4. Clean up the bus fleet. Transport for London needs to complete the rollout of low emission buses across London. We propose that all buses should be a minimum of Euro VI by 2020 in Central London and across the whole of London by no later than 2023. The most polluted roads such as Oxford Street should be declared ‘clean bus corridors’, using only the cleanest buses available and rerouting some services.
5.Promote electric vehicles and car clubs. London is leading the way in the use of electric vehicles, but the number of electric vehicles and charging points is still relatively low. The Mayor of London should encourage the use of electric vehicles and car clubs. This will require the rollout of a competitive pan-London electric charging network (or networks).
6. Push for tighter emissions standards for new diesels.The primary cause of the air pollution crisis is the failure of emission standards for diesel vehicles. Current diesel car standards simply do not go far enough and need to be tightened further, based on real-world emissions tests.
7. Back calls for an increase in taxes on new diesel cars.Fiscal incentives such as Vehicle Excise Duty (road tax) and Company Car Tax have driven the uptake of diesels over the last 15 years. These tax advantages need to be removed to reflect the local pollution associated with diesels. These policy changes need to be designed carefully to influence new purchases without penalising existing diesel drivers.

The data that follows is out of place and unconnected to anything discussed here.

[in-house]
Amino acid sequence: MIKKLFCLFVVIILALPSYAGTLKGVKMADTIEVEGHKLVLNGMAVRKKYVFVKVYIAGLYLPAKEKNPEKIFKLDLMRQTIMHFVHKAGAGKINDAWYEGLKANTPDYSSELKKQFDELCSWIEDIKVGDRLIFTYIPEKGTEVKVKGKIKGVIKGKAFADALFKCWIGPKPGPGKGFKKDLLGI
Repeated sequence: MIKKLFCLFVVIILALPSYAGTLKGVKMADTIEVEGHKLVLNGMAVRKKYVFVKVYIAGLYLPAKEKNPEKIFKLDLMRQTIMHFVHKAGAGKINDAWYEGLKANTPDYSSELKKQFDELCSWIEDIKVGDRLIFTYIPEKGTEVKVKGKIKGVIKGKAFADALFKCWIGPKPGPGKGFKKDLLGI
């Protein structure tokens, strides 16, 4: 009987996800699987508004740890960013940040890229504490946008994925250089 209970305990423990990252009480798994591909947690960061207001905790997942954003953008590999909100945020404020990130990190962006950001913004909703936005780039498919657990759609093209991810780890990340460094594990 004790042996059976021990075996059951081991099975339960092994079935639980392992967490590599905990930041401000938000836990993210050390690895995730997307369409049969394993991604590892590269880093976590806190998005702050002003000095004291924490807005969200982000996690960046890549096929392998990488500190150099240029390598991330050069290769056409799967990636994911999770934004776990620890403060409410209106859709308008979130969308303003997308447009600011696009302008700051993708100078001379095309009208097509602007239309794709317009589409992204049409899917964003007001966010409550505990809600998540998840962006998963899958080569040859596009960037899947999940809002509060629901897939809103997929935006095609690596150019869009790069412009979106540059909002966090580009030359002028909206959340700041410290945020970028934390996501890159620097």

8. Back calls for a diesel scrappage scheme.The Mayor of London should support calls for a national diesel scrappage scheme which provides grants to take older diesel cars and vans off the road and replace them with lower emission vehicles (e.g. petrol, hybrids, electric, LPG).
9. Prevent polluting generators from being built in London.There is a risk that the growth of decentralised power stations, such as diesel, gas and biomass engines, could undermine efforts to improve air quality in London. The Mayor must ensure that there are adequate safeguards in place to prevent inappropriate developments, and work with central government to ensure energy policies do not create air quality issues in London.
10. Tackle emissions from gas boilers. Gas combustion is the second largest source of NOx emission after road transport. Creating a boiler cashback scheme is a cost effective was to drive the replacement of old polluting boilers.
Our modelling suggests that the combination of our proposed policies will deliver compliance with NO2 limits across 99.9% of London’s area by 2025 – representing a massive improvement in air quality compared to the status quo (see map below). We have suggested further targeted actions to achieve compliance on the remaining roads in London, in particular targeting further reductions in bus and freight related emissions.
The reduction in air pollution will lead to a significant improvement in health outcomes: we estimate that the policies will increase the life expectancy of the average Londoner born in 2025 by over one month, leading to economic benefits valued at £600 million per year.